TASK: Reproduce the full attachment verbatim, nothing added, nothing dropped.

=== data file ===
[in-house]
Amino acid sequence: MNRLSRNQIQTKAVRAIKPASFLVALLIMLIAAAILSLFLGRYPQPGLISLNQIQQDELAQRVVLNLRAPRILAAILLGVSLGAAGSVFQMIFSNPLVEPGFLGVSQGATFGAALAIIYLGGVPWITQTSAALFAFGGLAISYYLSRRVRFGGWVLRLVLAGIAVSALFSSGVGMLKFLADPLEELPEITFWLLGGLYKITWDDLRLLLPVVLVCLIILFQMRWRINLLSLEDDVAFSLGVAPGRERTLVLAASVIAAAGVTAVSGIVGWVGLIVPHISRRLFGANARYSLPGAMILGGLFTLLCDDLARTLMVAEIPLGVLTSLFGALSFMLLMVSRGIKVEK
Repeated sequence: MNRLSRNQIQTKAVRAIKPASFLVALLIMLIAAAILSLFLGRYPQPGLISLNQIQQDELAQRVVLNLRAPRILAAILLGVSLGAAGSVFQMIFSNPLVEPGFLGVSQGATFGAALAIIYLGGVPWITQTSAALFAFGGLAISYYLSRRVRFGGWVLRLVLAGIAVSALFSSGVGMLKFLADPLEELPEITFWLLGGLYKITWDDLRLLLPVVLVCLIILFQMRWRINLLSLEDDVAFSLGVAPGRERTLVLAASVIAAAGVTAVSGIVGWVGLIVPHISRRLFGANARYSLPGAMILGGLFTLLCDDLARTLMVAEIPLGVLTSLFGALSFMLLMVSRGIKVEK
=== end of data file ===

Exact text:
[in-house]
Amino acid sequence: MNRLSRNQIQTKAVRAIKPASFLVALLIMLIAAAILSLFLGRYPQPGLISLNQIQQDELAQRVVLNLRAPRILAAILLGVSLGAAGSVFQMIFSNPLVEPGFLGVSQGATFGAALAIIYLGGVPWITQTSAALFAFGGLAISYYLSRRVRFGGWVLRLVLAGIAVSALFSSGVGMLKFLADPLEELPEITFWLLGGLYKITWDDLRLLLPVVLVCLIILFQMRWRINLLSLEDDVAFSLGVAPGRERTLVLAASVIAAAGVTAVSGIVGWVGLIVPHISRRLFGANARYSLPGAMILGGLFTLLCDDLARTLMVAEIPLGVLTSLFGALSFMLLMVSRGIKVEK
Repeated sequence: MNRLSRNQIQTKAVRAIKPASFLVALLIMLIAAAILSLFLGRYPQPGLISLNQIQQDELAQRVVLNLRAPRILAAILLGVSLGAAGSVFQMIFSNPLVEPGFLGVSQGATFGAALAIIYLGGVPWITQTSAALFAFGGLAISYYLSRRVRFGGWVLRLVLAGIAVSALFSSGVGMLKFLADPLEELPEITFWLLGGLYKITWDDLRLLLPVVLVCLIILFQMRWRINLLSLEDDVAFSLGVAPGRERTLVLAASVIAAAGVTAVSGIVGWVGLIVPHISRRLFGANARYSLPGAMILGGLFTLLCDDLARTLMVAEIPLGVLTSLFGALSFMLLMVSRGIKVEK